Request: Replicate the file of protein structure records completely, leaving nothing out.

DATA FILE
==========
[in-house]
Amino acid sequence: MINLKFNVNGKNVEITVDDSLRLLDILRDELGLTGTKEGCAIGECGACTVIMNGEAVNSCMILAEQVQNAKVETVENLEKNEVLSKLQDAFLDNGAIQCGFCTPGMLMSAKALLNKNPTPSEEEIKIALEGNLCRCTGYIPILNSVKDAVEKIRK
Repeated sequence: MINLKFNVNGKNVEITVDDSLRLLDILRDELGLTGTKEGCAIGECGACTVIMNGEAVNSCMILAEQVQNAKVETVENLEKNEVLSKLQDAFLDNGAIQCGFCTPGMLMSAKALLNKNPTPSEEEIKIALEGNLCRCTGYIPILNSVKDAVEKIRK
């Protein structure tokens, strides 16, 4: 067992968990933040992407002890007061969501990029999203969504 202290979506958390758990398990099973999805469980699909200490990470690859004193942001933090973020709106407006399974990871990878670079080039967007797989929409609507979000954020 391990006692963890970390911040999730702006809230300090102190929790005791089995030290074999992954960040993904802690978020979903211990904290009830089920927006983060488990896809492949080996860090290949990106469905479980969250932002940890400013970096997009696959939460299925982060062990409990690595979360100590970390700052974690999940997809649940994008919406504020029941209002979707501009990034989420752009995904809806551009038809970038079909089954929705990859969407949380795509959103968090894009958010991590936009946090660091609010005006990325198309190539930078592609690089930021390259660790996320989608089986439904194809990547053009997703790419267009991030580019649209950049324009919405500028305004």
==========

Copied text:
[in-house]
Amino acid sequence: MINLKFNVNGKNVEITVDDSLRLLDILRDELGLTGTKEGCAIGECGACTVIMNGEAVNSCMILAEQVQNAKVETVENLEKNEVLSKLQDAFLDNGAIQCGFCTPGMLMSAKALLNKNPTPSEEEIKIALEGNLCRCTGYIPILNSVKDAVEKIRK
Repeated sequence: MINLKFNVNGKNVEITVDDSLRLLDILRDELGLTGTKEGCAIGECGACTVIMNGEAVNSCMILAEQVQNAKVETVENLEKNEVLSKLQDAFLDNGAIQCGFCTPGMLMSAKALLNKNPTPSEEEIKIALEGNLCRCTGYIPILNSVKDAVEKIRK
């Protein structure tokens, strides 16, 4: 067992968990933040992407002890007061969501990029999203969504 202290979506958390758990398990099973999805469980699909200490990470690859004193942001933090973020709106407006399974990871990878670079080039967007797989929409609507979000954020 391990006692963890970390911040999730702006809230300090102190929790005791089995030290074999992954960040993904802690978020979903211990904290009830089920927006983060488990896809492949080996860090290949990106469905479980969250932002940890400013970096997009696959939460299925982060062990409990690595979360100590970390700052974690999940997809649940994008919406504020029941209002979707501009990034989420752009995904809806551009038809970038079909089954929705990859969407949380795509959103968090894009958010991590936009946090660091609010005006990325198309190539930078592609690089930021390259660790996320989608089986439904194809990547053009997703790419267009991030580019649209950049324009919405500028305004």